Christian Goldbeck interview: ‘All Quiet on the Western Front’ production designer

“When we started this we wanted to put out a statement against nationalism, or upcoming nationalism, especially in Europe,” says Christian Goldbeck, the Oscar-nominated production designer for “All Quiet on the Western Front.” “We thought this novel was timeless. It warns us what can happen if you go down that road. We had no clue, at the time we started, that the Ukranian war would break out. Especially for the younger audience, it’s pretty gripping because it shows how a young, enthusiastic character can be used like food for the cannons. They’re losing their souls.” Watch our video interview above.

SEE How to watch ‘All Quiet on the Western Front’

Goldbeck met with director Edward Berger in August, 2020 to discuss the project. “We decided that authenticity is key,” he explains. “There is no beauty about this war, at all. I did heavy research deep down in German archives. I found photographs of this landscape dystopia. It was like a rocket ship landing on Mars, those high-resolution, black and white photographs. There were a lot of propaganda photographs already, but if you dive deep into the arvhives you find the real documentary photographs. Those are the ones we looked at. We wanted it as real as possible. We don’t only want to see the sets on screen, we want to be able to smell them. That’s what our approach was.”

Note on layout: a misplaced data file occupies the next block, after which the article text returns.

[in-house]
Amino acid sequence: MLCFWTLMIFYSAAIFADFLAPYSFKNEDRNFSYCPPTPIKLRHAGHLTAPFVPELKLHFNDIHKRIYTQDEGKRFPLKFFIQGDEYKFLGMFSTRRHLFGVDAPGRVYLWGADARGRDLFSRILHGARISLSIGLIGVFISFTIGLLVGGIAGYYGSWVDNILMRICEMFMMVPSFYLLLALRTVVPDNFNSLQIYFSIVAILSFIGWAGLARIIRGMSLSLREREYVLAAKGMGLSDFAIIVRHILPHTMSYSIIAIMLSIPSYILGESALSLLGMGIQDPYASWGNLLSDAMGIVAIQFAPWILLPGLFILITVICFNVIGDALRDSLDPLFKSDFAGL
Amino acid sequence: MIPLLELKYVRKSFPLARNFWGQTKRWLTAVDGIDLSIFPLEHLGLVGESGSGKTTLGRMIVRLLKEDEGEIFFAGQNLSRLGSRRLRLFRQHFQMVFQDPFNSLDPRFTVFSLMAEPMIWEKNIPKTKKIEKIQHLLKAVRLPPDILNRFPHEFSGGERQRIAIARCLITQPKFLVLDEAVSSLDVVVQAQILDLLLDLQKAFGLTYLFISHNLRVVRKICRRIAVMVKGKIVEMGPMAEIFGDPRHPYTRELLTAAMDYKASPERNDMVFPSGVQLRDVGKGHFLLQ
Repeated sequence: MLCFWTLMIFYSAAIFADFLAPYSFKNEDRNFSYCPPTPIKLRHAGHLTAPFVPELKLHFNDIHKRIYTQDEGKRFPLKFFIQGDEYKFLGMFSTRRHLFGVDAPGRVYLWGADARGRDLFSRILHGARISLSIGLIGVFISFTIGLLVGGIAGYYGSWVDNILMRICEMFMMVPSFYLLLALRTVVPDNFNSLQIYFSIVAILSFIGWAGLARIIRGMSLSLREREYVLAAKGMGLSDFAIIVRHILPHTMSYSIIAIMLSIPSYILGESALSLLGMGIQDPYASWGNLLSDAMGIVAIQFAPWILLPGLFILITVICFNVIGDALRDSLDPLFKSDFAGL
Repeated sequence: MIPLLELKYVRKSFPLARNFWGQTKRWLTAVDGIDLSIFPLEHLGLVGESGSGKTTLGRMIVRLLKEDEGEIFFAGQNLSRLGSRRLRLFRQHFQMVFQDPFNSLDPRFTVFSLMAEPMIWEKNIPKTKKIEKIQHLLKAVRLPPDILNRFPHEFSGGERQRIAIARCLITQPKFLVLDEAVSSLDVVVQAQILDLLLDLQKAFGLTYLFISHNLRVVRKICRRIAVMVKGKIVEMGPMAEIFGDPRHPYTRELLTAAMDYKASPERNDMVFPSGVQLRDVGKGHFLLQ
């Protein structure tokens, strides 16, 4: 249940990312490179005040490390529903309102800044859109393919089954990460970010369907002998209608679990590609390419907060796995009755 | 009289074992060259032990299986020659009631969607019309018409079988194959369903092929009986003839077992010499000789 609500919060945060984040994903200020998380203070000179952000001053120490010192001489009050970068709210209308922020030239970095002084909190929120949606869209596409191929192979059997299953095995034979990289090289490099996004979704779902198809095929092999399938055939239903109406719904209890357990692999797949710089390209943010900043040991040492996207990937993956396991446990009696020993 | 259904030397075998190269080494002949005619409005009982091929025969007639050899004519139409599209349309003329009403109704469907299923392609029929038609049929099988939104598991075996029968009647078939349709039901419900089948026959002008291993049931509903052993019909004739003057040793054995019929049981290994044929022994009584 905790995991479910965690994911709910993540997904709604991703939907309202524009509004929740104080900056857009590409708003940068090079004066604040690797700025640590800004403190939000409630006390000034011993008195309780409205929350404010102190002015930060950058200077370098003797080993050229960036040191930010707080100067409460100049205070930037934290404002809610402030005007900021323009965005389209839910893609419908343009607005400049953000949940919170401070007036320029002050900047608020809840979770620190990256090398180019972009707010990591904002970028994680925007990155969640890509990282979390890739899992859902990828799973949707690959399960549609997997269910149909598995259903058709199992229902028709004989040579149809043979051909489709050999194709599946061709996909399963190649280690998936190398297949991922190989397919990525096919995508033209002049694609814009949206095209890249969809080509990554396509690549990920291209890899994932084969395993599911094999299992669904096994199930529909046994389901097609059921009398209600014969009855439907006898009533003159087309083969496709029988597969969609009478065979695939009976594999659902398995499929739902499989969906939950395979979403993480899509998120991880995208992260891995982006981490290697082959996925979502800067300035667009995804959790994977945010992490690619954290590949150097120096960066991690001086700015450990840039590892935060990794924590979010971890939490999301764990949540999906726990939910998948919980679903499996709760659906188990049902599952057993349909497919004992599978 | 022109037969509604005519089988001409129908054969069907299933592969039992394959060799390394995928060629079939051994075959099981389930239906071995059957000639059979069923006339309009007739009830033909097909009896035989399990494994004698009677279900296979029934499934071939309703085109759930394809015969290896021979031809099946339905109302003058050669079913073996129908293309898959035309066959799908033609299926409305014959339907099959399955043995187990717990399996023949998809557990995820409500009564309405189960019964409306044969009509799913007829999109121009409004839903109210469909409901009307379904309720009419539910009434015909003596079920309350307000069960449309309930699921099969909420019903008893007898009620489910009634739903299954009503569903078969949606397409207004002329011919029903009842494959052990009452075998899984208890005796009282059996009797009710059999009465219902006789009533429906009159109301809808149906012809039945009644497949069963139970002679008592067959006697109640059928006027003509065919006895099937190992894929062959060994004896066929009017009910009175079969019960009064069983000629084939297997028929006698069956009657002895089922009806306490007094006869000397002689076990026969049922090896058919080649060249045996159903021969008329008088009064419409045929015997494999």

The Netflix film about a young German soldier’s (Felix Kammerer) terrifying experiences on the western front during World War I has earned nine Academy Award nominations total, including Best Picture. For Goldbeck’s part, making the battleground appear authentic was key.

SEE ‘All Quiet on the Western Front’ makes some noise at the Oscars

“We went to Czech Republic, we shot this whole thing in a 50-kilometer radius around Prague. The battlefield was about four football fields big, on an old airport. It was completely flat. The first thing we did was dig into the ground and see how the layers of earth were. How much clay is there? How much turf is there? It was only clay — very sticky, very bad for the actors. For the whole movie there’s not one inch of not-artificial ground. We brought earth to every square centimeter of this movie. We tested, how does the color react different kind of earth qualities of terrain? What happens if it snows? What happens if it dries out? How does it look if a bombshell explodes and what kind of particles would spread out around the crater? We did excessive studies about what we could do with earth. Our producer said, ‘Christian, what are you doing? When will you start designing those trenches?’ I said, ‘Look at those photographs. The first thing we have to do is create surface.'”

“The battlefield was the biggest undertaking,” Goldbeck admits. But he wanted to deliver the “maximum contrast” to that when creating the train the politicians were meeting aboard. “The most expensive tea cups and silver spoons you can imagine. We built it from there. There are some photographs of it — there are some paintings of it. Me and my team designed replicas. It was basically built out of wood with the amazing crafts of scenic painters. All the chairs, all the upholstery, everything was designed. Then we combined it with two historic wagons we found, brought them to Prague and brought them into the forest. Our visual effects supervisor added two wagons to make it longer and the locomotive.

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UPLOADED Feb 7, 2023 1:00 pm